Workforce trends 2023

01 February, 2023

UK businesses must innovate to survive; talent retention and remaining competitive will be key

London, UK – 01 February 2023 – Global HR and payroll leader ADP, today advised UK businesses to morph their retention initiatives and recruitment processes in order to avoid being left behind due to the rapidly changing face of the workforce.

As the cost-of-living crisis continues to bite in the UK, employees are demanding more transparency around wages, more frequent pay processes, and better working conditions.

  • Cost-of-living shifting pay expectations

“Historically, the job market has vacillated over who holds the ‘power’ position out of employers and employees. Whilst it has firmly been with employees for a number of years, it is now swinging the other way due to the cost-of-living crisis and continued geopolitical tensions,” comments Sirsha Haldar, Managing Director, ADP UK, Ireland & South Africa. Because of this, businesses will have to work extra hard to keep hold of talent in 2023.

Many businesses are looking at implementing more frequent payment cycles to ease the cashflow burden on staff. Another is to ensure pay parity, as pay discrepancy remains one of the leading causes of staff resigning. However, it can be difficult to achieve across multiple geographies with different inflation levels. It's imperative businesses in 2023 maintain competitive wages that are aligned with shifting living standards, accurate payroll is key.

Whilst salary level will remain a priority as the cost-of-living crisis continues to bite, employers need to navigate new expectations of flexibility, job roles, and purpose. Workers this year will increasingly want to work for companies that align how they see the world. Passion will also be a driver.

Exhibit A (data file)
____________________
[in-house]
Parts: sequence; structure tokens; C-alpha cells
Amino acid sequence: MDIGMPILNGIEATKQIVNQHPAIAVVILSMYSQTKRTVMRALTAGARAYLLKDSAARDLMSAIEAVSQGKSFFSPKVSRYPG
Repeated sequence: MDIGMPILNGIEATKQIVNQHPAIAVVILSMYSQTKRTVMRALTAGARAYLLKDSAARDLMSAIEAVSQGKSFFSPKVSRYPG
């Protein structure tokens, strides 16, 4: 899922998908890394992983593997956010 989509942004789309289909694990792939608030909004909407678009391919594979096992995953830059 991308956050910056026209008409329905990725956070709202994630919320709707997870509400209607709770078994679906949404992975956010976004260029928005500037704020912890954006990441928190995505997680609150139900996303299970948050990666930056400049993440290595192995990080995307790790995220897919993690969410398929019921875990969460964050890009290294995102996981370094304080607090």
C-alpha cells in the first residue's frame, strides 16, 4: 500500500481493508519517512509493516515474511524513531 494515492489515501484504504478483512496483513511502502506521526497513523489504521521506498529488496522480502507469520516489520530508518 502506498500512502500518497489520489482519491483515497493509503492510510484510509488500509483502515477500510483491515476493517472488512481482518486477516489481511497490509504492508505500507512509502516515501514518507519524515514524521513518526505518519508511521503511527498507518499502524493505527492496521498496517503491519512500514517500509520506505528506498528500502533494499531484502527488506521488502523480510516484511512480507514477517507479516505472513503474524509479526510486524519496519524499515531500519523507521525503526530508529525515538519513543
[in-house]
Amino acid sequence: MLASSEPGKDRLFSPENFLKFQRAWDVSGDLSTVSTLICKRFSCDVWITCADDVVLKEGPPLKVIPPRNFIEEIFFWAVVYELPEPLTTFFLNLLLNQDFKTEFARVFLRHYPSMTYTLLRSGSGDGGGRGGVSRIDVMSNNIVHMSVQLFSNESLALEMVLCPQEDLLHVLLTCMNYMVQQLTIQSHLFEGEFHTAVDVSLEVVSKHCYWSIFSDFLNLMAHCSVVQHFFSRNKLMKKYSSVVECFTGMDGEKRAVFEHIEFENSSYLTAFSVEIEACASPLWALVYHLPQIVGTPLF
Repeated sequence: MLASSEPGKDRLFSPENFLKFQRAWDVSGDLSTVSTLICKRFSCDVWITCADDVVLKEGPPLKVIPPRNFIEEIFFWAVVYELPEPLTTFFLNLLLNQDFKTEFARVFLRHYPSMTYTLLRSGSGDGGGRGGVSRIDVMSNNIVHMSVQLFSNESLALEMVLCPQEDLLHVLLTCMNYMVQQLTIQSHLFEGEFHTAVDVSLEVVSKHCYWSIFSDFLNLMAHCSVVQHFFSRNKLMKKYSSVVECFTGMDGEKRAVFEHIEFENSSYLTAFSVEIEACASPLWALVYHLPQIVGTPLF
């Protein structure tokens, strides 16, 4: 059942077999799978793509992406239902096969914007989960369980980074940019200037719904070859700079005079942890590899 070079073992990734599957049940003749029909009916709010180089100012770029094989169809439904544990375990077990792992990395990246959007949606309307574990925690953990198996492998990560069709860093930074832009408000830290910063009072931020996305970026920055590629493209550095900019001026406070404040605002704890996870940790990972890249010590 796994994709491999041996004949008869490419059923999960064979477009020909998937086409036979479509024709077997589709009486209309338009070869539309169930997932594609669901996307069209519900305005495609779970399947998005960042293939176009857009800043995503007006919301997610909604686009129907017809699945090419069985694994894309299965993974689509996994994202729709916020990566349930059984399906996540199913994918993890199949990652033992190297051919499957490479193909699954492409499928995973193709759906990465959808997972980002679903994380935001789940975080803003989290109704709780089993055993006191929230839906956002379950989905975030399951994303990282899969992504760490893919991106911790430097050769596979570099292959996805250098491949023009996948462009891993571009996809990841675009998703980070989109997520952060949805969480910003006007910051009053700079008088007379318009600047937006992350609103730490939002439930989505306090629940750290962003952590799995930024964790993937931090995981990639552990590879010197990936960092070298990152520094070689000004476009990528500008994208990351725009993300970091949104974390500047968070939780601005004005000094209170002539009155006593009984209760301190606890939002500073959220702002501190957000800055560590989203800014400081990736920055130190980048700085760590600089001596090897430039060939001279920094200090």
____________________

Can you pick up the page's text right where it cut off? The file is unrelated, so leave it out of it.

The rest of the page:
• Global Mobility & Hybrid Working

Part of the issue for businesses looking to retain staff is that global mobility continues to rise. There are an estimated 35 million digital nomads worldwide [1], with countries such as Croatia, Portugal, and Indonesia actively encouraging non-citizens to live and work under digital nomad visas.

ADP® Research Institute’s People at Work 2022 data showed that nearly two thirds (63%) of 18–24-year old's and six in ten (61%) of 25–34-year would consider looking for another job if their employer insisted on a full-time return to the workplace. Overall, 59% of the UK workforce have already, or would consider, looking for another job if their employer stipulated that they must come in to work on the premises every day. These statistics are expected to increase in 2023.

“Rather than fighting the trend, savvy organisations are seeking to remove borders to open the talent pool. They are also looking to offer flexible working conditions with both location and the number of days staff must work,” explains Halder. “Today, a quarter of workers say the ability to work from any location is the number one remote work benefit [2] . Allowing staff to work remotely, coupled with the increasingly popular four-day-working-week, allows businesses to provide an attractive package for workers without the need to increase wages.”

Having honed the ability to adapt over the past few years, employees expect new approaches from employers on how work gets done and how they can advance in their career journeys. To help prevent employees quitting this year, it is important that UK businesses provide an environment that is aligned to their staff’s changing priorities.

  • DE&I at the core of every business

It is important that businesses go beyond simply providing lip service. To truly show support, the focus on DE&I must be integrated into the very fabric of an organisation from the boardroom to the shop floor. That said, there's no time like the present to get started. “It is imperative that business leaders accelerate efforts to identify and close representation gaps through diversity, equity, and inclusion (DE&I) initiatives,” adds Halder. “In addition, businesses must get better at prioritising the mental, physical, and emotional health of staff. By emphasising a commitment to employee wellbeing and taking action to back up these promises, a business can establish the workplace as a safe space and foster loyalty.”

To best serve their staff, businesses must first understand them. In 2023, it will be important for businesses to invest in the requisite payroll and HR tools so that they can focus on their people while ensuring compliance, security, and service continuity. These tools need to be intuitive for the employee too so that they can enrich their experience to drive deeper talent engagement.




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